Fedora 10 is now available for download, you can grab it over here and check out the changelog over here.
Fedora 10, the tenth release in five years, features substantial virtualization improvements for remote installation and management of storage provisioning. These features will make system administration of virtual machine hosts and guests easier and more capable of automation, especially as they are integrated into Red Hat Enterprise Linux. Additionally, Fedora 10 includes NetworkManager connection sharing, allowing laptop users with an Ethernet or mobile broadband connection to provide Internet routing to others through the laptop wireless interface, for instant collaboration anywhere, anytime.
This release includes the premiere of a new graphical boot system called Plymouth, designed to speed up the boot process by taking advantage of a new kernel mode setting feature. Plymouth was designed by Fedora contributors and targeted primarily at ATI cards, but will be expanded in the future to support a broader range of media cards. Fedora 10 also features increased hardware support for a vast array of webcams, and better handling of printers via both direct physical connections and networks. Further, PackageKit, a software management tool that originally debuted in Fedora 9, has been extended in this release to provide on-demand codec software installation.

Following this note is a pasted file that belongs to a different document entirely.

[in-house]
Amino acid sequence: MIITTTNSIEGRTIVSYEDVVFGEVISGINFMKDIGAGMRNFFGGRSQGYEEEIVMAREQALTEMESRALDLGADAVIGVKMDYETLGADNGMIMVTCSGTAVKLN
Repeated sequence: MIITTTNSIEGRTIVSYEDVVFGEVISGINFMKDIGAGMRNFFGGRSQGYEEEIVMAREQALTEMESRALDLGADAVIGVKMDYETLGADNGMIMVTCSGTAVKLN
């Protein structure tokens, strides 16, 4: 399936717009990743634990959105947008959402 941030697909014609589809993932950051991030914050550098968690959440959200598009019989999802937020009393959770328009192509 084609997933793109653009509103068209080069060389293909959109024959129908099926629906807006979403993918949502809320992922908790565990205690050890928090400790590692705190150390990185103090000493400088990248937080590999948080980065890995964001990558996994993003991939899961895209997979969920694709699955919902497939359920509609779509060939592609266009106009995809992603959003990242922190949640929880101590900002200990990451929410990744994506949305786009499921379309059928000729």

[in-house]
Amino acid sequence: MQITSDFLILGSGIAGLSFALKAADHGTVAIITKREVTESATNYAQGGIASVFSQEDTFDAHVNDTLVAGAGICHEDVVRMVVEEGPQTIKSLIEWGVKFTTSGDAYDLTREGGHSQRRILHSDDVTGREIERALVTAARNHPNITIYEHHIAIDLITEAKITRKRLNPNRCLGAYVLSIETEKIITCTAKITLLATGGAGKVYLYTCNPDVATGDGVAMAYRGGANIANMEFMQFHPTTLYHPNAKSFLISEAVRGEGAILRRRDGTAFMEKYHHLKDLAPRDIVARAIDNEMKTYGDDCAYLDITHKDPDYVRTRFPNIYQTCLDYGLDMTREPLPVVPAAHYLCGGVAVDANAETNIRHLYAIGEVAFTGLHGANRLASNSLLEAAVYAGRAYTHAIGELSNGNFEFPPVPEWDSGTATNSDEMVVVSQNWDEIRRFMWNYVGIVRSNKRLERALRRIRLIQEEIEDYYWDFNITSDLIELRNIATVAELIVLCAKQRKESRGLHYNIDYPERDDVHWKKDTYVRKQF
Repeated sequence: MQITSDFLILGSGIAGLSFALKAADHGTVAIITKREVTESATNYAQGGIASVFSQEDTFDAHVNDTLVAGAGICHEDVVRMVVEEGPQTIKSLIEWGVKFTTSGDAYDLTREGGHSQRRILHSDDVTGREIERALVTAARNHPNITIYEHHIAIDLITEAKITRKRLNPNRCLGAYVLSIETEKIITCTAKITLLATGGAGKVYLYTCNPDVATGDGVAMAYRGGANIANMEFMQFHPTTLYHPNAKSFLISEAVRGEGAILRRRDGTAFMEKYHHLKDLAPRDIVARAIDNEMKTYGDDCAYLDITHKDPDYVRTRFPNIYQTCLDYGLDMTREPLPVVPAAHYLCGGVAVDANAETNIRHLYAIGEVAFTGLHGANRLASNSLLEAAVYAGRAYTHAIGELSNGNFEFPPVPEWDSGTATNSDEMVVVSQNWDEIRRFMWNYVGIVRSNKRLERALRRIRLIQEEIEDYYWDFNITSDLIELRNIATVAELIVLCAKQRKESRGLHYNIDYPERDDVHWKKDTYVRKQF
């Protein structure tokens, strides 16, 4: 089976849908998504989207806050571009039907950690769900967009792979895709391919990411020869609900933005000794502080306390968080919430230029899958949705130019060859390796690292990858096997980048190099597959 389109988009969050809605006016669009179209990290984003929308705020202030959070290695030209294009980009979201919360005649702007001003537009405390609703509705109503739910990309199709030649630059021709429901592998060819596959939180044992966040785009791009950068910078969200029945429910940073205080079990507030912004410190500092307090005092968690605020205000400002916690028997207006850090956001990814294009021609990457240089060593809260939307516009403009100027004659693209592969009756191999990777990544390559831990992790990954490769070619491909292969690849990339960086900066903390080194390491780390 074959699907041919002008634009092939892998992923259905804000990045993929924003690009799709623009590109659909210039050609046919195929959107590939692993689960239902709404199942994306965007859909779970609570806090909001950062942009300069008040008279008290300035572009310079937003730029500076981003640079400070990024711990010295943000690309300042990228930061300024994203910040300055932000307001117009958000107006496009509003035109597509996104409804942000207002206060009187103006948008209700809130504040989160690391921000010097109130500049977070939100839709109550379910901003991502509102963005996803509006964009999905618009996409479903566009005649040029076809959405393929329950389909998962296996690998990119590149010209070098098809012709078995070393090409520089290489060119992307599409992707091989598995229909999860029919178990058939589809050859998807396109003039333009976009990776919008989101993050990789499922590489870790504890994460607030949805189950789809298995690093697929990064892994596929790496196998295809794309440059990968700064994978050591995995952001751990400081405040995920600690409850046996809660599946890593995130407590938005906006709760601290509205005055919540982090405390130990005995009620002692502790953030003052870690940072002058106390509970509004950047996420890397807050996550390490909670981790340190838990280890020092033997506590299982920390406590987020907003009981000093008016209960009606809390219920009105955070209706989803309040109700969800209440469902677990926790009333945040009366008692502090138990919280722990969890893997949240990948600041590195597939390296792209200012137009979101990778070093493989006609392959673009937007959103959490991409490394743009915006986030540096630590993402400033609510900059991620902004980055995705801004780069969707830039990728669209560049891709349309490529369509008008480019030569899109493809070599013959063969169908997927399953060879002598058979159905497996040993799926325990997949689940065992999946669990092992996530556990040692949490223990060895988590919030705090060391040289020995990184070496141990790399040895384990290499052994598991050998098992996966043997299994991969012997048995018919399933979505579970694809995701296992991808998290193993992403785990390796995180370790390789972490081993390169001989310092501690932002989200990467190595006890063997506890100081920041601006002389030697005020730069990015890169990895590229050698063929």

Fedora 10 also enhances its commitment to security with a new security auditing and detection toolkit called SecTool, and a brand-new set of Python bindings that allow programmers to use the FIPS-140 validated NSS library for rapid development of secure applications. The distribution also extends the Live USB persistence feature that was pioneered in Fedora 9, adding support for a separate user data area with optional encryption for the ultimate experience in secure, portable computing. Among the many new and enhanced features, Fedora 10 includes the all-new OpenOffice.org 3.0 and GNOME 2.24.1, for maximum desktop productivity and ease of use; a rewritten audio system for faster response and lower power usage; a full set of appliance building tools; and support for more hardware than any other operating system.